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Судебные дела / Зарубежная практика  / 168 GARMENT, INC., ET AL., 1 Petitioners v. COMMISSIONER OF INTERNAL REVENUE, Respondent, UNITED STATES TAX COURT - MEMORANDUM DECISION, T.C. Memo. 2006-23, Docket Nos. 9243-04, 17152-04, 17153-04., Filed February 14, 2006

168 GARMENT, INC., ET AL., 1 Petitioners v. COMMISSIONER OF INTERNAL REVENUE, Respondent, UNITED STATES TAX COURT - MEMORANDUM DECISION, T.C. Memo. 2006-23, Docket Nos. 9243-04, 17152-04, 17153-04., Filed February 14, 2006




T.C. Memo. 2006-23

Docket Nos. 9243-04, 17152-04, 17153-04.

Filed February 14, 2006.


1 ═ Cases of the following petitioners are consolidated herewith: Lang Thi Ngo, docket No. 17152-04; and 168 Garment, Inc., docket No. 17153-04.


Lang Thi Ngo, pro se.

Michael W. Berwind , for respondent.


FOLEY, Judge : The issues for decision are whether 168 Garment, Inc. (168 Garment), and Lang Thi Ngo (Ms. Ngo) failed to report income and are liable for the section 6663 2 fraud or the section 6662 accuracy-related penalty.


2 ═ Unless otherwise indicated, all section references are to the Internal Revenue Code in effect for the years in issue, and all Rule references are to the Tax Court Rules of Practice and Procedure.



In 1997, pursuant to California law, Ms. Ngo incorporated 168 Garment, which performed sewing services for various garment manufacturers. Ms. Ngo was the company's sole shareholder, and Tho Cong Huynh (Mr. Huynh), her son, was the office assistant.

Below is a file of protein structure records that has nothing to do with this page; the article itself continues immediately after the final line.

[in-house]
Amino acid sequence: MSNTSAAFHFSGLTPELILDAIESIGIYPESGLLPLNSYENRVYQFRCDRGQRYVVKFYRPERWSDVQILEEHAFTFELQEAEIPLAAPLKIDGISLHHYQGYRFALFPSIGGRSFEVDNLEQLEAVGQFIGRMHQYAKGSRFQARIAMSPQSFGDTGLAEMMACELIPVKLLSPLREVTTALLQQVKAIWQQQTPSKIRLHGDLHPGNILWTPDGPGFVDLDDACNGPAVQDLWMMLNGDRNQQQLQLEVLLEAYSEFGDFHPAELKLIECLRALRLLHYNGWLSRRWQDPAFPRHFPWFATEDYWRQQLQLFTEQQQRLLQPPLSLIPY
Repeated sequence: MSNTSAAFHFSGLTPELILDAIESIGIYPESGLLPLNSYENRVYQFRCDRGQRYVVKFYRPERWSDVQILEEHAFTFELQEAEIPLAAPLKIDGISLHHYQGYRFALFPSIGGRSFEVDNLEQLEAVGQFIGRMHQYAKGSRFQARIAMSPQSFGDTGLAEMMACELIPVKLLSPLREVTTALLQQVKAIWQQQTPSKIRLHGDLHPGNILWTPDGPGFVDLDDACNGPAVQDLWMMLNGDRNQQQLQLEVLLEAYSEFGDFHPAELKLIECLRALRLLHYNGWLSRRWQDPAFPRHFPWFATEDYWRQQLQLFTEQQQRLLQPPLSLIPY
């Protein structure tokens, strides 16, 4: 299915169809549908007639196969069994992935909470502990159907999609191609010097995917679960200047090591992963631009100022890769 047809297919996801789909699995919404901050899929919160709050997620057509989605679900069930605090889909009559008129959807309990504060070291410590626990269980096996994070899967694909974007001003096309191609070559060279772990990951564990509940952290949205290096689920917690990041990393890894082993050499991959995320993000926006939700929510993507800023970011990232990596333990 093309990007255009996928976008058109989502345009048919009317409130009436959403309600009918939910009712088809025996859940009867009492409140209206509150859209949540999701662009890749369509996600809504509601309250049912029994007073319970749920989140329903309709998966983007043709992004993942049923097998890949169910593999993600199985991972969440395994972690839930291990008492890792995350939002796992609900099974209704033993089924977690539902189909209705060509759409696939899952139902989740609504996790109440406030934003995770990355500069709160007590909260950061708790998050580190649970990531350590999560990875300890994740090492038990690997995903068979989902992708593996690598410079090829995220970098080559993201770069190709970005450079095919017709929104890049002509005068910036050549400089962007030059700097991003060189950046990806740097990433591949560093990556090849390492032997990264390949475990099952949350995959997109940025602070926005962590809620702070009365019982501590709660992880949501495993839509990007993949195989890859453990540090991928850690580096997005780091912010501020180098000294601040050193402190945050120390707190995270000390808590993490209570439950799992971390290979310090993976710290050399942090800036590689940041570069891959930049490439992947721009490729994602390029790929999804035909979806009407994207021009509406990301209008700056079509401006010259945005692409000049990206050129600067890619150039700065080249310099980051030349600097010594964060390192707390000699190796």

In 2000 and 2001, 168 Garment maintained a business checking account at Citizens Business Bank (Citizens account). Ms. Ngo and Mr. Huynh were the only individuals with signature authority over the Citizens account. During 2000 and 2001, respectively, petitioners deposited $511,376, and $417,761 into the Citizens account, and 168 Garment reported these amounts on its Federal income tax returns related to those years. During this period, Ms. Ngo and Mr. Huynh visited Matt's Liquor at least 60 times to cash checks payable to 168 Garment (i.e., totaling $120,610 in 2000 and $219,394 in 2001). The proceeds from these checks were not reported on Ms. Ngo's or 168 Garment's Federal income tax returns. In 2001, Ms. Ngo endorsed 45 of the 60 checks (i.e., totaling $173,022) cashed at Matt's Liquor, and Mr. Huynh endorsed the remaining 15 checks (i.e., totaling $46,372).

Revenue Agent Vivek Gupta (Agent Gupta) was in charge of the Internal Revenue Service (IRS) audit of 168 Garment's and Ms. Ngo's tax returns. Agent Gupta repeatedly attempted to contact Ms. Ngo, but she did not respond. Agent Gupta was subsequently contacted, however, by petitioners' tax attorney, Bob Appert, who provided Agent Gupta with bank statements, canceled checks, and a disbursement journal relating to 168 Garment. Upon review of this information, Agent Gupta concluded that 168 Garment's records did not account for the checks cashed at Matt's Liquor and petitioners failed to report as income the proceeds of these checks.

On March 5, 2004, respondent issued 168 Garment a notice of deficiency relating to its 2000 taxes. In the notice, respondent determined that 168 Garment failed to report income, failed to substantiate various expenses, and was liable for the section 6662 accuracy-related penalty. On June 4, 2004, 168 Garment filed its petition, and on July 13, 2004, respondent filed his answer.

On June 14, 2004, respondent issued 168 Garment a notice of deficiency determining that 168 Garment understated its 2001 gross receipts and was liable for the section 6663 fraud penalty. Respondent also issued Ms. Ngo a notice of deficiency determining that in 2001 she failed to report constructive dividends and was liable for the section 6663 fraud penalty. Respondent further determined that if no portion of the underpayment of each petitioner's tax for 2001 was due to fraud, petitioners were each, pursuant to section 6662, liable for an accuracy-related penalty.